The study implemented in Work Package 3 was focused on PTW riders’ hazard perception and acceptance of risk, and how these characteristics influence their acceptance of new technologies designed to enhance their safety. Significant differences were observed between commuters and sport-riders: commuters tend for example to underestimate the criticality of riding situations. The result of the online survey revealed two groups based on overall acceptance of assistive systems. Levels of acceptance are much lower than for equivalent systems in passenger cars, the study suggests that riders will accept systems that they perceive to be useful, reliable and effective.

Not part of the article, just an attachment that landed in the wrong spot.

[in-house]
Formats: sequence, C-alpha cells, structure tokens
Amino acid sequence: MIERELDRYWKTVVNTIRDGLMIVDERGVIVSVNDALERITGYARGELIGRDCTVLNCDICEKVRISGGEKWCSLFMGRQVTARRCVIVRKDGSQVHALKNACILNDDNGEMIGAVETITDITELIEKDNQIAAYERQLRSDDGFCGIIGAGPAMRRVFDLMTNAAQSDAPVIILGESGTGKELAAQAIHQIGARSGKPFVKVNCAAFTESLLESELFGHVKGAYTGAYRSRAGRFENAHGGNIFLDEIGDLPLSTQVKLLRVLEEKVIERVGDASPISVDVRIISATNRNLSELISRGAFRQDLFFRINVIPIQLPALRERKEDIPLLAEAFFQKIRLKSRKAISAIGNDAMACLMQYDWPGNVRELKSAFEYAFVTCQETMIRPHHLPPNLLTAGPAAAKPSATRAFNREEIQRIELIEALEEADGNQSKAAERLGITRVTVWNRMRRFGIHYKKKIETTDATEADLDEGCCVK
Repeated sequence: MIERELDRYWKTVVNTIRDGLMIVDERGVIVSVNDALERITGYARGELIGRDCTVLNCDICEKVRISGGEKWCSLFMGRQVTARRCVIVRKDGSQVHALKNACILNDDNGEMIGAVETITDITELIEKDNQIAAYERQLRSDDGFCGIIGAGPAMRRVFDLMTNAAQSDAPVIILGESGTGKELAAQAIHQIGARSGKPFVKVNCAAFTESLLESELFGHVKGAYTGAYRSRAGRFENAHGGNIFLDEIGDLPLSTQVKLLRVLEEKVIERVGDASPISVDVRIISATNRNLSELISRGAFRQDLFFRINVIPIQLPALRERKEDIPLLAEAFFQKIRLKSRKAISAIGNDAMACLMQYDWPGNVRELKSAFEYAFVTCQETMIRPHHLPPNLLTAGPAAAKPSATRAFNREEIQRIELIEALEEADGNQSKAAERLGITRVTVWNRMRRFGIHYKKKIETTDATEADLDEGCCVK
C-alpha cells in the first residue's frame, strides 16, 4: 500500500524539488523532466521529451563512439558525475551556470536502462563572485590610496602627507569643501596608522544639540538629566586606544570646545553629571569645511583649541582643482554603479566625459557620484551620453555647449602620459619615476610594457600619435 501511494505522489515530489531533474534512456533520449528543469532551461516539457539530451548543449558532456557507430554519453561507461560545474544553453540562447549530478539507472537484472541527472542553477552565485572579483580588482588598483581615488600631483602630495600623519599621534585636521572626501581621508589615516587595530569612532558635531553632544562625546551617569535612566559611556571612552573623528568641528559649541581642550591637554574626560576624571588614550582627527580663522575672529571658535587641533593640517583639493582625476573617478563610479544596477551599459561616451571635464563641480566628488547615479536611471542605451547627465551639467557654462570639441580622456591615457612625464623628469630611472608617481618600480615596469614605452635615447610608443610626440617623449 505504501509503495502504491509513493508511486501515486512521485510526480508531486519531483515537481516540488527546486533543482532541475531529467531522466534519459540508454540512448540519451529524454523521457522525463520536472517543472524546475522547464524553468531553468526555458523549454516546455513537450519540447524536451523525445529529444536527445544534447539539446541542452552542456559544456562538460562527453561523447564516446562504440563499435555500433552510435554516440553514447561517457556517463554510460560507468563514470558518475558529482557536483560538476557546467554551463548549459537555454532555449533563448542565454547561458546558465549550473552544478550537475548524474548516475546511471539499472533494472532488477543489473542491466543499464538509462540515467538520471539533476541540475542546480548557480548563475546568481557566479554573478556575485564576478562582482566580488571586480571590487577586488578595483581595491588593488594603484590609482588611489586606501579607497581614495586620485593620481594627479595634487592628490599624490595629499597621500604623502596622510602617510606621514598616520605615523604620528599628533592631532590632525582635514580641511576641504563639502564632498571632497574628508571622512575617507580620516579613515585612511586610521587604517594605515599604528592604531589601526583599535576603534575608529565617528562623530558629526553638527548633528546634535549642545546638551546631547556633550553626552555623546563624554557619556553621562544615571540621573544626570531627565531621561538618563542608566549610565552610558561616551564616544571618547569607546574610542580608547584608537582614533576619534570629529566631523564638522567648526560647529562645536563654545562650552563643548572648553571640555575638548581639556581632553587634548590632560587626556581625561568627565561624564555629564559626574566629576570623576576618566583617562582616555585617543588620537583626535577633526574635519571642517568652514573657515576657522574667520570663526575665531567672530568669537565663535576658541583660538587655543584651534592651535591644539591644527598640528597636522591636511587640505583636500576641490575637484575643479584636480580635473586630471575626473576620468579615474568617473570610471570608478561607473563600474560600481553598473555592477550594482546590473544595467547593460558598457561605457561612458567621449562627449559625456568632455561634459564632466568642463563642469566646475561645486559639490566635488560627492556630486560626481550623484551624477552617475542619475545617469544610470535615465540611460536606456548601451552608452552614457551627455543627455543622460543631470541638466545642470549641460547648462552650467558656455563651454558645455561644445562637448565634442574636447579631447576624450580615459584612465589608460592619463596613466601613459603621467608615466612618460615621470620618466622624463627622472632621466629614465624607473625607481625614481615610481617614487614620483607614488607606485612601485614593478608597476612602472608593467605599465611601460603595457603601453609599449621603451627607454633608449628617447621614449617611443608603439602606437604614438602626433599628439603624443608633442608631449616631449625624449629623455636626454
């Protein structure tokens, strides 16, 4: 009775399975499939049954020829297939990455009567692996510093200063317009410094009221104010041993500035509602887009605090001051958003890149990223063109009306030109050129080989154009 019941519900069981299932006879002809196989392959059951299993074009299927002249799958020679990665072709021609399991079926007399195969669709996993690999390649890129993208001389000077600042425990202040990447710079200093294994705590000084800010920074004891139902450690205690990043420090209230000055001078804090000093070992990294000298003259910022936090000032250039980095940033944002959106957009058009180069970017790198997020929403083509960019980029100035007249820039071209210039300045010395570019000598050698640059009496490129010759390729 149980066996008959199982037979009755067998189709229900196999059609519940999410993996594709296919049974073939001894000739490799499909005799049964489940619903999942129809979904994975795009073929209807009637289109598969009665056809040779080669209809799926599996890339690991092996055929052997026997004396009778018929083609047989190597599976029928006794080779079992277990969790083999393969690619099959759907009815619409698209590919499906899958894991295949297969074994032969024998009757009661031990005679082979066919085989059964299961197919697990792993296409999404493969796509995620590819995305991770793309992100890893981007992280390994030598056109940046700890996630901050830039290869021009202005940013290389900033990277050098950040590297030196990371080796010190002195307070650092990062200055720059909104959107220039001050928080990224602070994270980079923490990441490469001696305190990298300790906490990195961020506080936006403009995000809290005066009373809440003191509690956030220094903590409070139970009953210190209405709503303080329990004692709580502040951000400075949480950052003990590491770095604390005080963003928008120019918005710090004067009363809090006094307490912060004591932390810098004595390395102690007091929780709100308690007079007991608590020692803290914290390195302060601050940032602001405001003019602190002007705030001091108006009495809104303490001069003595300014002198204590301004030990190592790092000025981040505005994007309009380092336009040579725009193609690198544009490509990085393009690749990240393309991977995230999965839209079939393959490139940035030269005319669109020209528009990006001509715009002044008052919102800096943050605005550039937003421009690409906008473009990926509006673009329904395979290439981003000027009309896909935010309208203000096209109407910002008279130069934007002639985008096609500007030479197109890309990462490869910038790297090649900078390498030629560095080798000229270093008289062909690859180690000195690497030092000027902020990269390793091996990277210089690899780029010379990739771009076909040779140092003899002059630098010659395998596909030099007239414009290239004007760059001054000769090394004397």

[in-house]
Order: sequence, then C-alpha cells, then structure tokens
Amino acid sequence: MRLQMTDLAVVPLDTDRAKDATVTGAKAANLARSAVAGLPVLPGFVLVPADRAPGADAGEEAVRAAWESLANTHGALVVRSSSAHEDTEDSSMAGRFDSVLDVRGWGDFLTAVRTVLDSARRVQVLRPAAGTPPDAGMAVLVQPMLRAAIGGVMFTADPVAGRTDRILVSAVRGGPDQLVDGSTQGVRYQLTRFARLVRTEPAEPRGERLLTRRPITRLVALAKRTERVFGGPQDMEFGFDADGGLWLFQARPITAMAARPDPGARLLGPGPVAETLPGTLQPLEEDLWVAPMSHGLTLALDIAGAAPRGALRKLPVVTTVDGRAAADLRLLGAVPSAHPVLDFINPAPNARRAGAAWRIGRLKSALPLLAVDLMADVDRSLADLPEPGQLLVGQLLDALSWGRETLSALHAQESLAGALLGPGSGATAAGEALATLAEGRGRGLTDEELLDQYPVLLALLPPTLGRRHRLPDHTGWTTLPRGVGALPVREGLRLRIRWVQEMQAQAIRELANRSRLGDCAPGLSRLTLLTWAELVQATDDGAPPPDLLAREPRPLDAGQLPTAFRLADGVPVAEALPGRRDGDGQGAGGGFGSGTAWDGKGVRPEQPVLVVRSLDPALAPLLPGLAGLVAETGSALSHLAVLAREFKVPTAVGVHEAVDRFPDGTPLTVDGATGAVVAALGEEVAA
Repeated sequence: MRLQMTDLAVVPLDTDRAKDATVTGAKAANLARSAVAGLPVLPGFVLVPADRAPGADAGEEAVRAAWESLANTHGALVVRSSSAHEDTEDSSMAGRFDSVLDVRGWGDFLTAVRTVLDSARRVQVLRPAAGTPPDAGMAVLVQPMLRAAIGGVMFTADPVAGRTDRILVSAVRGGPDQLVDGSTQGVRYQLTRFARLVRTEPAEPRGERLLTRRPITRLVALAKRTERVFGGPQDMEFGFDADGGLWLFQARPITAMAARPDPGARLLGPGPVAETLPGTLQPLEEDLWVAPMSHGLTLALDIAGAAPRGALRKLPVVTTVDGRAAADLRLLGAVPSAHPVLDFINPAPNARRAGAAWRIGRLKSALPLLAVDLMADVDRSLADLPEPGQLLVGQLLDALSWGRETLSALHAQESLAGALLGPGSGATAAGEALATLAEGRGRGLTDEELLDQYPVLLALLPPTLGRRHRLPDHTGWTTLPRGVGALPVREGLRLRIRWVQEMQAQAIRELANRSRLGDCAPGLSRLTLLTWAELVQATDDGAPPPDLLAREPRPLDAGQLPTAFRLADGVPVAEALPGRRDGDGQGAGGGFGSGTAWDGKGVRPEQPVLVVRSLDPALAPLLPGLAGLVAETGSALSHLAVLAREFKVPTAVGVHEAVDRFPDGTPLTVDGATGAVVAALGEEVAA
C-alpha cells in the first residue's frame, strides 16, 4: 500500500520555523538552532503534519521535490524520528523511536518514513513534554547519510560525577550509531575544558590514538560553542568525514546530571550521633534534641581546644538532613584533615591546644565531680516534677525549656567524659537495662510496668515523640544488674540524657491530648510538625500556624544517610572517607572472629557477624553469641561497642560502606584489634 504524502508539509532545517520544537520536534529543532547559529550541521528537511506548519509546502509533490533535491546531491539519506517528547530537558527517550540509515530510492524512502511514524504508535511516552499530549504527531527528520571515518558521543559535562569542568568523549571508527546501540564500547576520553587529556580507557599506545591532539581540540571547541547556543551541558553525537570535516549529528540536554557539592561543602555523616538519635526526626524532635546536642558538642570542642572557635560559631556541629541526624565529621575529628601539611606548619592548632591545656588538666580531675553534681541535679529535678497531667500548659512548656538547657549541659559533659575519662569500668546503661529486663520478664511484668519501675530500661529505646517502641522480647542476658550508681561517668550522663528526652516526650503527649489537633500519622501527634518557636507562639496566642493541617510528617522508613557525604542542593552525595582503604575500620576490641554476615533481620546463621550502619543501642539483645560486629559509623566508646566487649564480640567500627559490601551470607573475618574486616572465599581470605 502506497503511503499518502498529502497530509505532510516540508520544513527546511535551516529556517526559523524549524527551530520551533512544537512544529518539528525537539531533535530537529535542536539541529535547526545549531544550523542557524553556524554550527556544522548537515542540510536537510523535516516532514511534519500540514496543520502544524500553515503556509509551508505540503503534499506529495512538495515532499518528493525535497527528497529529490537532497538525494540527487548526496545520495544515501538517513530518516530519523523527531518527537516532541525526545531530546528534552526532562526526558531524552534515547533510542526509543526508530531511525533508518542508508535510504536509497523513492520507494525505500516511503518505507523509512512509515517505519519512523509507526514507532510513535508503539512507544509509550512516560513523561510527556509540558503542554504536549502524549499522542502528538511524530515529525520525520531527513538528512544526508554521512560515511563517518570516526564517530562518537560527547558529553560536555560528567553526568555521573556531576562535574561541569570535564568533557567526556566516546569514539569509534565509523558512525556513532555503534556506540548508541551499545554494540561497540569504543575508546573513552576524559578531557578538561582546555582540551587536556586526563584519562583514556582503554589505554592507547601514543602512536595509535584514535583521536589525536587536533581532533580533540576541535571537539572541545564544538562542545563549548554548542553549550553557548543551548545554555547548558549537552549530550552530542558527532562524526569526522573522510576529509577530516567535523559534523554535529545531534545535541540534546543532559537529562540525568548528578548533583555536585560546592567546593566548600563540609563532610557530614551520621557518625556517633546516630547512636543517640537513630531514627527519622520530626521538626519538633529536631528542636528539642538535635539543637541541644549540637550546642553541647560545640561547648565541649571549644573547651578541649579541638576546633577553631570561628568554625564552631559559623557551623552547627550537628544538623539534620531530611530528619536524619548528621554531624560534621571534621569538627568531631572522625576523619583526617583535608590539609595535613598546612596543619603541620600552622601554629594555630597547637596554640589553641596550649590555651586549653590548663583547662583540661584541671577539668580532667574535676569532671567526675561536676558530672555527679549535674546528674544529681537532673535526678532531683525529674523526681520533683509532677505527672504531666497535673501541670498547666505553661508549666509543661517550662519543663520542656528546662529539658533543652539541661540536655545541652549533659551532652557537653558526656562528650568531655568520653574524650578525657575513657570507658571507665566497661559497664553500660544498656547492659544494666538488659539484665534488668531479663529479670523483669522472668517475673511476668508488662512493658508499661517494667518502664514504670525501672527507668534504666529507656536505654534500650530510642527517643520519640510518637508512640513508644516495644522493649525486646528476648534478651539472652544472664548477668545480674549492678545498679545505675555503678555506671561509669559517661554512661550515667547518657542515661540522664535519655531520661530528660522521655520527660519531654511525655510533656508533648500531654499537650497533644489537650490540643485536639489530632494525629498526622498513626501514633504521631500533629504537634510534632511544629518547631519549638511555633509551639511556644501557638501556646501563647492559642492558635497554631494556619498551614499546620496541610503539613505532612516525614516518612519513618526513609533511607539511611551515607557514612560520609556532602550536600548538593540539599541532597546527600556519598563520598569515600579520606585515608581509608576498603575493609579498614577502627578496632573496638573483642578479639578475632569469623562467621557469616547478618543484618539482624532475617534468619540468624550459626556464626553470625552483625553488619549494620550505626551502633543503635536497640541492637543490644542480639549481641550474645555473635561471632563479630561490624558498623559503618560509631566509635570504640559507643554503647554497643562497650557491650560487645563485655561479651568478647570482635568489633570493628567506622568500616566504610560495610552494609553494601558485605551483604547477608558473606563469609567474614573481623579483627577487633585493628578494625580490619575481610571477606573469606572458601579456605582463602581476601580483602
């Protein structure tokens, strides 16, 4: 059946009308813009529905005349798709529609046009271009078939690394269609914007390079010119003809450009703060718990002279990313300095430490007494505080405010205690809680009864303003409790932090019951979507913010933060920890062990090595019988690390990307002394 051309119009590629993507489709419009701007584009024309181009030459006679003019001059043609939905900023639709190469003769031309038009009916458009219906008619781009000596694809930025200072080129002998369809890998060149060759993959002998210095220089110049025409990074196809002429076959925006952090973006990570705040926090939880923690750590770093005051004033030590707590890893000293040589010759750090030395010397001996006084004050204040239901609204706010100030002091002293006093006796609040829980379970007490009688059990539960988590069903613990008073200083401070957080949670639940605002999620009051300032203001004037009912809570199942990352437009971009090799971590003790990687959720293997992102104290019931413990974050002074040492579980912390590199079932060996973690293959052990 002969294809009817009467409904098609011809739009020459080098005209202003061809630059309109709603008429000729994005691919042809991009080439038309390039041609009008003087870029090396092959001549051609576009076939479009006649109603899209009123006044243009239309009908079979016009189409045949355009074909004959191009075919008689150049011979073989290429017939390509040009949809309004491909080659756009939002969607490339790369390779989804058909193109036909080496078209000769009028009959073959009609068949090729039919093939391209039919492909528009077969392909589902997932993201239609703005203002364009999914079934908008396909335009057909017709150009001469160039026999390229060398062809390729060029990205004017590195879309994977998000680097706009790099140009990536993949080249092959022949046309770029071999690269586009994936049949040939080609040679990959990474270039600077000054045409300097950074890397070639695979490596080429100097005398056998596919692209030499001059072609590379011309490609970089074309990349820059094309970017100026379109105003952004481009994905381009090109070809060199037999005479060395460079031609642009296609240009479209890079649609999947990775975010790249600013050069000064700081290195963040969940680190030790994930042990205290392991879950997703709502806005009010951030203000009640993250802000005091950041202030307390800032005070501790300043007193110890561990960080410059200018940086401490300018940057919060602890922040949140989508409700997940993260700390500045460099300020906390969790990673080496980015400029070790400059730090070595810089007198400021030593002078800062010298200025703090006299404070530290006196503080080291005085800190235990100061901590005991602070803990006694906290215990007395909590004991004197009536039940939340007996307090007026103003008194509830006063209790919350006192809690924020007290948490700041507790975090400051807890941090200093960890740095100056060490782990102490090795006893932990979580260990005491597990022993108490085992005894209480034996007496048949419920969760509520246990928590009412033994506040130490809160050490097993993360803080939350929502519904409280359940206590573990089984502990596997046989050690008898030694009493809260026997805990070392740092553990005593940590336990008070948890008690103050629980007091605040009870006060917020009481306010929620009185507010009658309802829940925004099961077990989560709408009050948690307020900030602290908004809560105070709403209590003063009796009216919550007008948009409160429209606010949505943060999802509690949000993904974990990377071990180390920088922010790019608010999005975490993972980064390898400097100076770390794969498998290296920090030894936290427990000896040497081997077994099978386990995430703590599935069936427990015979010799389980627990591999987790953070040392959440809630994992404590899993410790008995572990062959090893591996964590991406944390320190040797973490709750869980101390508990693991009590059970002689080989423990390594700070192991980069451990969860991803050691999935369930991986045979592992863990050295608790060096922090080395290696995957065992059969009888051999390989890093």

Work Package 5 aimed at a better understanding of rider’s behaviours and of critical factors influencing PTW safety. Several experiments focussed on PTWs conspicuity. Results indicated, for instance, that varying riders’ clothing (bright clothes, reflective warning vests, and dark clothes) can enhance riders’ conspicuity in certain situations but the effects are strongly mediated by the background conditions (e.g. lighting conditions) and by the characteristics of the driving situation (e.g. urban vs. rural traffic environment). Variations of specific frontal light configurations were found as promising solutions to enhance PTWs conspicuity. It is proposed to provide a unique visual signature/signal pattern for PTW to other road users Results revealed advantages in terms of a better detection and faster identification for yellow coloured headlights, ABLS (‘Alternating Blinking Light System’) and additional lights on the fork and handlebars for motorcycles (T Light configuration).